Changes to the Form

There now are six pages of instructions, and one page with acceptable “List A, B, and C” type documents that the employee may present.  The Form contains several changes, including the following:

The form now has two pages to complete; page one is for the employee to complete, while fields for information about documents reviewed and for the employer certification are on page two.   A warning on the bottom of page 1 — “STOP.  Employer Completes Next Page” – is designed to ensure that the employer does not overlook the second page.

  • Fields for additional data have been added:
    • “Other Names Used” (The “maiden name” field is gone.)
    • Boxes to fill for the Social Security number, instead of an open text field. (The instructions clarify that providing a Social Security Number is optional, unless the employer uses E-Verify, in which case the number must be added to the I-9.)
    • Employee e-mail address and telephone number (The instructions clarify that this information is optional, but that if it is provided, DHS may contact the employee in the event of a mismatch with Social Security records.)
    • “USCIS Number” (Though listed as an alternative to the “Alien Registration Number,” it is the same number.)
    • “Form I-94 Admission Number,” issued by Customs and Border Protection (CBP) on entry to the U.S. – required only if it appears on a work authorization document
    • Foreign passport information
    • On page 2, a field for employee name from Section 1
    • A third set of fields for “List A” identity and employment authorization document information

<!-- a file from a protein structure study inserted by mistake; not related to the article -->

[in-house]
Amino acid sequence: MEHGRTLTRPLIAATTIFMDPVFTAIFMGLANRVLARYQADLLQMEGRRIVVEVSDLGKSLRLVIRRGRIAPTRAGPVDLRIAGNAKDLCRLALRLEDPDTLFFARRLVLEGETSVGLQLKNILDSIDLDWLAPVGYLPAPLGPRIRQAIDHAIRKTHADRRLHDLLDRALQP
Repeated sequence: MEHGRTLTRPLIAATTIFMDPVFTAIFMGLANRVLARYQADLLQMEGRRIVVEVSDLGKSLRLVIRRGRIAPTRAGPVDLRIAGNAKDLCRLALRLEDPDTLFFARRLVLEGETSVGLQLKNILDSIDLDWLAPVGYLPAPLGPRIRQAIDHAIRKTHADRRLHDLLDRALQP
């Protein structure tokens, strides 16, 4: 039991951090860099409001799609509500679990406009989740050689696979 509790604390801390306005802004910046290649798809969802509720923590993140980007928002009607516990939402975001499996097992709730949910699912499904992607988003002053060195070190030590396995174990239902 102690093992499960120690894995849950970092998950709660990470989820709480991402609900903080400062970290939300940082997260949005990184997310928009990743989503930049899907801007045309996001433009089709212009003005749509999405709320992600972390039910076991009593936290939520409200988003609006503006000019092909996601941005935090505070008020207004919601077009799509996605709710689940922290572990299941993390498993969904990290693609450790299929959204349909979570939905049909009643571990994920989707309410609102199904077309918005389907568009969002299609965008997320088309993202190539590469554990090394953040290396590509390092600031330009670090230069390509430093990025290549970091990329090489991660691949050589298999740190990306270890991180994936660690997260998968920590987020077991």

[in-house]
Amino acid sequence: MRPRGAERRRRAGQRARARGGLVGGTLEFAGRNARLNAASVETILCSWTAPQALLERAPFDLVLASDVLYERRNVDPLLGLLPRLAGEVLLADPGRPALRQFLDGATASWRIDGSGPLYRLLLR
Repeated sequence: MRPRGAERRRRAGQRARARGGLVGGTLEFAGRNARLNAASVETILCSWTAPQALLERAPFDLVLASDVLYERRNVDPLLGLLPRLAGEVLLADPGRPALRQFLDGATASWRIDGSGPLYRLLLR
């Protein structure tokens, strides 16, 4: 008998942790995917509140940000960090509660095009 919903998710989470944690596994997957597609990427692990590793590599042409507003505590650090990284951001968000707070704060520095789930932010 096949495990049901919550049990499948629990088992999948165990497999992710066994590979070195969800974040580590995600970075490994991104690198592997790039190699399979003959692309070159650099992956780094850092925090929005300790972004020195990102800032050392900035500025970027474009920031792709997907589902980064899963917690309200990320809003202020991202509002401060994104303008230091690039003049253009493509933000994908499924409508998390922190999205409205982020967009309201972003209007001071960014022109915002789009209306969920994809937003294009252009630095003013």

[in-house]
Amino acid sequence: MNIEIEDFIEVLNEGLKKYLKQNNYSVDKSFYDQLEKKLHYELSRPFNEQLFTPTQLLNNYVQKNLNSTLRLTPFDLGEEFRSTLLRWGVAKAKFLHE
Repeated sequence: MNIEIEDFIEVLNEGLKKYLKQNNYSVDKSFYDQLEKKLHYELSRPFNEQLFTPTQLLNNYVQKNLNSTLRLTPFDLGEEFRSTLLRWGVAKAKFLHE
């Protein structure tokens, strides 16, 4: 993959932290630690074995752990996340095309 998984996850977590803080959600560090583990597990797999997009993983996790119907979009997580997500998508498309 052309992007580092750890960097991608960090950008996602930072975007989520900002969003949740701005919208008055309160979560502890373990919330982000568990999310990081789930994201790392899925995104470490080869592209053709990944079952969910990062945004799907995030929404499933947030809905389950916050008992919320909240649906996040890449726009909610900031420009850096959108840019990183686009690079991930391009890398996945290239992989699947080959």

• In the “Certification” section, specification that the employee representative is attesting to the following:
      • I have examined the document(s) presented by the above-named employee;
      • The above-listed document(s) appear [sic] to be genuine and to relate to the employee named, an
      • To the best of my knowledge the employee is authorized to work in the United States.
    • Boxes for 3-D Barcode – the purpose of these fields are not described.

The revised form clarifies the timeframe for completion, indicating that “Employees must complete and sign Section 1 of Form I-9 no later than the first day of employment, but not before accepting a job offer.” 

60-Day Grace Period

Employers are instructed to use the revised Form I-9 beginning March 8, 2013, as indicated by the designation on the bottom, “Form I-9 03/08/13 N.”  Prior versions of the form (Rev. 08/07/09) and (Rev. 02/02/2009) no longer are available on the USCIS website.  However, within the 60-day period after March 8, that is, to May 7, 2013, employers who use the prior version of the Form are not subject to penalties under the Immigration and Nationality Act, § 274A.

Applicability

As indicated on the instructions, the Form is required for newly hired employees.  When rehiring an employee within three years of the date Form I-9 was originally completed, employers have the option to complete a new Form I-9 or complete Section 3 of the previously completed form. 

Document Retention

Regarding document retention, the form instructions indicate that employers may, but are not required to, photocopy documents employees present for completion of the Form I-9, but that photocopies must be retained and presented with Form I-9 in case of an inspection by DHS or other federal government agency.